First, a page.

2020 Employment Law Updates for California Employers

2020: 6 NEW CALIFORNIA EMPLOYMENT LAW UPDATES TO BE AWARE OF

For California employers, 2020 carries a whole set of new legal obligations.

In this article, we highlight some of these new changes that may affect your business:

AB 5: Employee v. Independent Contractor: Enter the ABC Test

In Dynamex Operations West, Inc. v. Super. Ct., 4 Cal. 5th 903 (2018), the California Supreme Court decided that the “ABC Test” should be used to determine worker classification.  Under the ABC Test, a worker is by default an employee, unless the employer can prove the following:

A) the worker is free from the control and direction of the hirer in connection with the performance of the work, both under the contract for the performance of the work and in fact;

B) the worker performs work that is outside the usual course of the hiring entity’s business; and

C) the worker is customarily engaged in an independently established trade, occupation or business of the same nature as work performed for the hiring entity.

Certain occupations and professions are exempt from this test: doctors, lawyers, engineers, accountants, licensed insurance agents, real estate agents, securities broker-dealers and investment advisors, architects, private investigators, direct sellers, and certain professional services workers with their own business (marketing, human resources, travel agents and licensed manicurists, barbers or cosmetologists, etc.), licensed subcontractors in the construction industry, certain referral agencies, and others.

For these exemptions, courts will apply the 11-part Borello test to determine worker classification.

AB 51: Mandatory Arbitration Agreements Prohibited

Employers cannot require applicants or employees to agree, as a condition of employment, continued employment, or in exchange for any employment-related benefit, to arbitrate claims involving violations workplace claims. The law also prohibits employers from threatening, retaliating, discriminating, or terminating any applicant or employee because of their refusal to sign an arbitration agreement.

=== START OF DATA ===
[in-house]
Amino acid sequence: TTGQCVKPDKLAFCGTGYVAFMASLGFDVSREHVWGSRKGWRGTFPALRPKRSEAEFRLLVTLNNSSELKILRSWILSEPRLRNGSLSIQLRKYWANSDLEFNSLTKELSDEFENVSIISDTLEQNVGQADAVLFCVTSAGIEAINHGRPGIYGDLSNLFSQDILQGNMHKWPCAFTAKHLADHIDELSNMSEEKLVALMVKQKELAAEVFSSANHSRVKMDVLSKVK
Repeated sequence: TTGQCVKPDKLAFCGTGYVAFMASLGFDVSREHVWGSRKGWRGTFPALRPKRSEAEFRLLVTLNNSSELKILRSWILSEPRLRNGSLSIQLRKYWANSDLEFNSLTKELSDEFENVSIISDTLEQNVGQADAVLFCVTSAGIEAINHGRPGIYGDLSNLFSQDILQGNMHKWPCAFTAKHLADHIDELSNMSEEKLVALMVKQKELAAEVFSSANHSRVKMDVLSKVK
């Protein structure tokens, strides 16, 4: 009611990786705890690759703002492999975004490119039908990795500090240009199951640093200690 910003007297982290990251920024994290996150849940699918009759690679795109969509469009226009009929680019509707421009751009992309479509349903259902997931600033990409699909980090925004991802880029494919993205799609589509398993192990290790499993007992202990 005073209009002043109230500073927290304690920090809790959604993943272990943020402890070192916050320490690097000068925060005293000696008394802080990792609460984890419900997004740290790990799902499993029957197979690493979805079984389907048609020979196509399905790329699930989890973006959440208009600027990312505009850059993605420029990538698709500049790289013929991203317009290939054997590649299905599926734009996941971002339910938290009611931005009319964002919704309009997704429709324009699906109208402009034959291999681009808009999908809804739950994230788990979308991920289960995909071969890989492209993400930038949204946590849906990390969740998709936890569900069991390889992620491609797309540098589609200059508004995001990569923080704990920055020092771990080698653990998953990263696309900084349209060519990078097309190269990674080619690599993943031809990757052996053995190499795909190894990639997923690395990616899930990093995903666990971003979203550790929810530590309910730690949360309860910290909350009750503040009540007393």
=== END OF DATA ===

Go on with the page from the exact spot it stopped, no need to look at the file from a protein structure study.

The statute provides for injunctive relief and reasonable attorneys’ fees to a prevailing plaintiff who enforces his or her rights under the statute. Employers who violate the law may be charged with a criminal misdemeanor.

SB 778: Sexual Harassment Training

As of 2018, employers with 5 or more employees are required to provide sexual harassment training as follows:

  1. 2 hours of sexual harassment prevention training for supervisory employees

  2. 1 hour of sexual harassment prevention training for non-supervisory employees.

  3. The new law extends the prior deadline of January 1, 2020 to January 1, 2021.

  4. Training must be provided once every 2 years thereafter and must be completed within 6 months of hiring or promotion.

SB 142: Lactation Accommodation

Employers are required to provide:

1) a reasonable amount of break time to accommodate an employee who wants to express breast milk for her child

2) use of a private room near the employee’s work area, other than a bathroom, and

3) access to a sink with running water and a refrigerator suitable for storing milk close to the employee’s work space, or another cooling device suitable for storing milk.

SB 83: Paid Family Leave

Paid Family Leave (“PFL”) currently provides benefits for up to six (6) weeks through California’s state disability insurance program to care for a seriously ill family member or to bond with a child within one year of the birth, adoption or foster care placement of the child. Beginning July 1, 2020, the law will increase benefits to eight (8) weeks.

SB 188: FEHA’s Definition of Race

This new law expands the definition of “race” under California Fair Employment and Housing Act to provide that race “is inclusive of traits historically associated with race, including, but not limited to, hair texture and protective hairstyles.” It also provides a definition of “protective hairstyles,” which includes, but is not limited to, “such hairstyles as braids, locks, and twists.”

Business owners: Is your business compliant with the new labor laws?

To learn more about the new laws that could affect California businesses this year, contact our experienced team of Los Angeles employment law attorneys at Amity Law Group, LLP. Being compliant to these new labor laws can help to avoid potential fines and lawsuits.

To schedule a free consultation, call or text us at (626) 307-2800.

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